Actually , in the question doesn't define what is <A, B> but , I think that means; check that the group generated by all possible products of A and B is a subgroup of order 8????
because if we think that <A, B> is just an inner product then <A, B>= and it is just an element of GL_2(C) right? not a subgroup....?
i am confused when reading this thread. for example i get that B^2 = I, so that B is of order 2. furthermore i agree with the OP, and disagree with drexel28 that: AB = -BA, rather than AB = A^-2BA.
first, let's agree on a standard way to write the possible products:
since AB = -BA, whenever we get a B before an A, let's replace the BA with -AB. this means we can always put the A's first.
also, note that A^2 = -I, so A^3 = -A. so let's agree to write all instances of -A as A^3, and when the powers of A get greater than 4,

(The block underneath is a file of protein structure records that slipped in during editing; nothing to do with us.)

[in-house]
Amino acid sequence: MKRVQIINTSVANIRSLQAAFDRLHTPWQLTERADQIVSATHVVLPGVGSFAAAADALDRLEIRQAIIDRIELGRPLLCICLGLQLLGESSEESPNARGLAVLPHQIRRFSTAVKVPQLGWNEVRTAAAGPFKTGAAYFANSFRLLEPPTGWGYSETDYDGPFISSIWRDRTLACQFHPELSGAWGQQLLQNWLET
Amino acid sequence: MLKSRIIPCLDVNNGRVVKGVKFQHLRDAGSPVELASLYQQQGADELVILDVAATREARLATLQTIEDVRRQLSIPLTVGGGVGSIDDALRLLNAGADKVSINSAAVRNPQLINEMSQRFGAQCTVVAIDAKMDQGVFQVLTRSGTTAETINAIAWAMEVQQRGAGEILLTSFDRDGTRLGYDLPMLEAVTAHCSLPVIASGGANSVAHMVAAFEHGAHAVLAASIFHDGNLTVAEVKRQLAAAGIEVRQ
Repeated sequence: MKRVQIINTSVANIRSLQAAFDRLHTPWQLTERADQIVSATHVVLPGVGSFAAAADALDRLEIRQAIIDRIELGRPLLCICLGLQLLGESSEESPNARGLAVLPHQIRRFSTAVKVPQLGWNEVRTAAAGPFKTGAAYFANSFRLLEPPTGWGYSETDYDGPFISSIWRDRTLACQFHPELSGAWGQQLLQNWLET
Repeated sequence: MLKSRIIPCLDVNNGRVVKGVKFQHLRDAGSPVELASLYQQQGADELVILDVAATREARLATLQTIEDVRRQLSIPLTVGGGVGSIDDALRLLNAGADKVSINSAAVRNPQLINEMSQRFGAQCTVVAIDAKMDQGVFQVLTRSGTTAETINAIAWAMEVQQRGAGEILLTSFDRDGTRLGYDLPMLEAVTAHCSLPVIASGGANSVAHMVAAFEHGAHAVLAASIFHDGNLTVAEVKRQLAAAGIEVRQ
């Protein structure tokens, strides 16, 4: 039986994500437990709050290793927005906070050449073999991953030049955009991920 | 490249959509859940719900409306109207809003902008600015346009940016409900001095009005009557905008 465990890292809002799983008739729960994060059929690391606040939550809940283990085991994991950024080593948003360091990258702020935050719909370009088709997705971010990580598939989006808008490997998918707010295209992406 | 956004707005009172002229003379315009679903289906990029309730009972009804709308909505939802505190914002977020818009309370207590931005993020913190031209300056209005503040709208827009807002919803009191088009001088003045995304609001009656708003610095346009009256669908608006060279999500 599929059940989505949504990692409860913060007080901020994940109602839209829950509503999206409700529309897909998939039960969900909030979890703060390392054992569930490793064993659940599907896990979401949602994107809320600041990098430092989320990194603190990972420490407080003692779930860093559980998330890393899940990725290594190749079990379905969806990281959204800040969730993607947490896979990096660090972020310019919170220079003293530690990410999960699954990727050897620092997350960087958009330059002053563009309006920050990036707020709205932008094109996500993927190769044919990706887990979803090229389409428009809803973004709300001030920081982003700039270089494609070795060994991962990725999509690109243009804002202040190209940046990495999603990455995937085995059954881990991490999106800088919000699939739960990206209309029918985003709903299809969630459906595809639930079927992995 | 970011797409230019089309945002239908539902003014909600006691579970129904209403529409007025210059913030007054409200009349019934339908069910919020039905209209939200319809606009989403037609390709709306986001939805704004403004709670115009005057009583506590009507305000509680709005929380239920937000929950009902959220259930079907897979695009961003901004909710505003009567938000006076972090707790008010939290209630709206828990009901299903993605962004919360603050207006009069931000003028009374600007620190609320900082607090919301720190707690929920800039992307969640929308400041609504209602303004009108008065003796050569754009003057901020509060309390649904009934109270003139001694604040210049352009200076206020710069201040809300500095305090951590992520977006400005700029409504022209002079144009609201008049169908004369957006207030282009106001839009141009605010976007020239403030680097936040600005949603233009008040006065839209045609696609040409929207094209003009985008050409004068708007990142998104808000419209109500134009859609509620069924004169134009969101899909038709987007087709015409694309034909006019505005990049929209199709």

we can reduce them, since A^4 = I.
now, we know I, A, A^2 and A^3 are all different, so that's 4 elements. since B is of order 2, the only possible products left are:
B, AB, A^2B and A^3B. this tells us we have 8 elements in the set of all possible products of A's and B's.
to show this is a subgroup of GL2(C), we need only show closure, as this is a finite set.
but it should be clear that we can write [(A^j1)(B^k1)][(A^j2)(B^k2)], j1,j2 = 0,1,2 or 3 and k1,k2 = 0 or 1 (here i am using the convention that A^0 = B^0 = I).
as one of our 8 products above by pulling the A^j2 term in front of the B^k1 term, using BA = A^3B (repeatedly, if necessary).
for example: (A^3B)(A^2B) = (A^3)(BA)(AB) = (A^3)(A^3B)(AB) = (A^6B)AB = (A^2B)AB
= A^2(BA)B = A^2(A^3B)B = A^5B^2 = A.
alternatively, we can note that the rules A^4 = B^2 = I, BA = A^3B = A^-1B are the same generating relations as the dihedral group of order 8,
with <A> being the rotation group, and B a generating reflection.